After the barebones of the plot have been set in place over the first 30 or so minutes of the film and the brief case has been opened, the film really manages to take off. The many creatures that Scamander is trying to retrieve are visually stunning and a testament to the hours on end that the art department spent visualizing them. Each has just enough in common with real world animals to make them seem possible, while at the same time maintaining the, and pardon the pun, fantastical element that made the Harry Potter films distinctive. The creatures and Scamander’s interactions with them, are also directly responsible for the bulk of the film’s best comedic moments, as he truly does manage to almost channel the spirit of slightly mad zoologists in the way in which he handles and responds to them. This sense of wonder and levity is somewhat compromised by an abrupt switch to a significantly darker tone and visual palette as the plot unfolds, though once the shock wears off it does manage to quickly find a groove and acquit itself quite nicely within the parameter of the new tone that it has established for itself. It is worth noting that near the very end of the story, the plot does take a bit of a turn for the absurd as it attempts to do the heavy lifting required in order to set up and justify the four additional films that are slated to be part of this new franchise. Throughout the film as a whole the weakest points are consistently those where it is attempting to set up plot points for future films, as in those moments it no longer feels like it is servicing the film that you are currently viewing. These problems, however, do not manage to derail the film as it is able to course correct and stick the landing with a gorgeously rendered and deeply emotional final few sequences that manage to put a neat bow on the package.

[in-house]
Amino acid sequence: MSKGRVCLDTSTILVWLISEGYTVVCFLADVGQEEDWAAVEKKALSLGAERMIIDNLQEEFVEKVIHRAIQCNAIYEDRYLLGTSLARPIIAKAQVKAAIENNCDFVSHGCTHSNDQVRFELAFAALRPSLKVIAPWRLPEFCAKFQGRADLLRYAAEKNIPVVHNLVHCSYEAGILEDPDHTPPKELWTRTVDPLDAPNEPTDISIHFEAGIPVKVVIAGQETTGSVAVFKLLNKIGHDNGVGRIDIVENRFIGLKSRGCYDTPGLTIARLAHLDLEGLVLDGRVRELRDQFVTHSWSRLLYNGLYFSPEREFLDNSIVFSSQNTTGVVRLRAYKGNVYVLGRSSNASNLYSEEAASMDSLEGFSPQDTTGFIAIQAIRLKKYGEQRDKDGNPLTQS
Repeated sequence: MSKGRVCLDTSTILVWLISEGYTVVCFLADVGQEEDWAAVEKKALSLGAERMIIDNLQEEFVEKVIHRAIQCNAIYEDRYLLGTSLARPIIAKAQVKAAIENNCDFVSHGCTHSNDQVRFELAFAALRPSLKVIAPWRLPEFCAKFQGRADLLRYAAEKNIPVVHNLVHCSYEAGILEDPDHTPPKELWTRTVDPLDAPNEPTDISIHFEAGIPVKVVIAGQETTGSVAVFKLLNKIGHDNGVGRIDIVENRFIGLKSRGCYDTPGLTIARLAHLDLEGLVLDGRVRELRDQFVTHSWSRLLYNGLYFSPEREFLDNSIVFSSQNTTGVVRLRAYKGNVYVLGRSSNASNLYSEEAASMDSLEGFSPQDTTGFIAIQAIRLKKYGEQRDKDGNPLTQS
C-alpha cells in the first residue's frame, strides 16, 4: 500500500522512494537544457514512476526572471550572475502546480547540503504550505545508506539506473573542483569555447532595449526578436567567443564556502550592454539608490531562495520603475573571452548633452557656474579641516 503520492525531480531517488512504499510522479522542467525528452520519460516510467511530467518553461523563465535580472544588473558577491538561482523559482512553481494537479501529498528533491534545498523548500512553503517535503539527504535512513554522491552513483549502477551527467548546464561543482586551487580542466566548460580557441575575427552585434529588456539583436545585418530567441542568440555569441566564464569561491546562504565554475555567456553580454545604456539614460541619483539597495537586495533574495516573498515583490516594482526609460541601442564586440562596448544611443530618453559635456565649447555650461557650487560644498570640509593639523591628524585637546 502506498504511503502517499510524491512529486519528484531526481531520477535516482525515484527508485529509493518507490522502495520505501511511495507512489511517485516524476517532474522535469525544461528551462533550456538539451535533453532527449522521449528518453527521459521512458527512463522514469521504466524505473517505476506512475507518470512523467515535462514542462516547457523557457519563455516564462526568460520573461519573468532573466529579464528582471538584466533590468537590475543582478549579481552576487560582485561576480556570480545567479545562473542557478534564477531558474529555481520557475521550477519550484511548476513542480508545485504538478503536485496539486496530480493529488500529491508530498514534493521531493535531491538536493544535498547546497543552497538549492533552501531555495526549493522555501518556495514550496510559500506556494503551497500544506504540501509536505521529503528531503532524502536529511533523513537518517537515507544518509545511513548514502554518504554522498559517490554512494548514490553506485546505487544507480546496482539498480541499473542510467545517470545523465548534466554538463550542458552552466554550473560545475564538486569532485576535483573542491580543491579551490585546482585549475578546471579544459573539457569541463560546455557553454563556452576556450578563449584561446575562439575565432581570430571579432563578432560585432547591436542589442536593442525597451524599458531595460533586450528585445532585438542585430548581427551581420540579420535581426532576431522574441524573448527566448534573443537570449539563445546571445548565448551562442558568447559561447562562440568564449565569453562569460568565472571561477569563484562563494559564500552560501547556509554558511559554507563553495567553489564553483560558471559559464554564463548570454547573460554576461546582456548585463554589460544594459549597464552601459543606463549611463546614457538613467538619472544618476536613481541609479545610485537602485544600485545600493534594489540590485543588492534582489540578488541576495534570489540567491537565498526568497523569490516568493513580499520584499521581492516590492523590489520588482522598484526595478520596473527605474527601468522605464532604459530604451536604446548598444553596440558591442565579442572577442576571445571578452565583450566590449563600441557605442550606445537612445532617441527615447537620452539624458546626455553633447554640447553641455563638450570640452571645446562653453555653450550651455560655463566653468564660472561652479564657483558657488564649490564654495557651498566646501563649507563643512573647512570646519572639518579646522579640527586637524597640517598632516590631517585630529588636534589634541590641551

There is a lot going on in FANTASTIC BEASTS, sometimes too much. Rowling clearly had a lot that she wanted to say, and as a result the messages tend to become muddled at times. It, for the most part, simply reads as a writer of novels somewhat struggling against the constraints of a film script, making it somewhat unclear as to what the film is about until a decent ways in. While watching the film, there were two primary themes that did stand out though, with the first being the importance of preserving the world we live in and the various wonderful creatures that reside therein, and the second being the importance of being true to who you are and the negative consequences of hiding from or suppressing one’s true self. While Rowling could have arguably done more to foreground these themes, the fact that they are present implies that she still very much has something to say within the confines of this world, and this writer is more than willing to tag along the rest of the way to see what that is.
While it is by no means perfect, I could not help but walk away from FANTASTIC BEASTS AND WHERE TO FIND THEM both satisfied and fairly surprised. If you are a fan of the world in which it is set there is plenty to love and more than enough to make the prospect of four more films at the very least interesting. It may at times come in fits and starts, but during the two hours in which you are in the theater, you might just believe in magic once again, and that is something we are sorely in need of right now.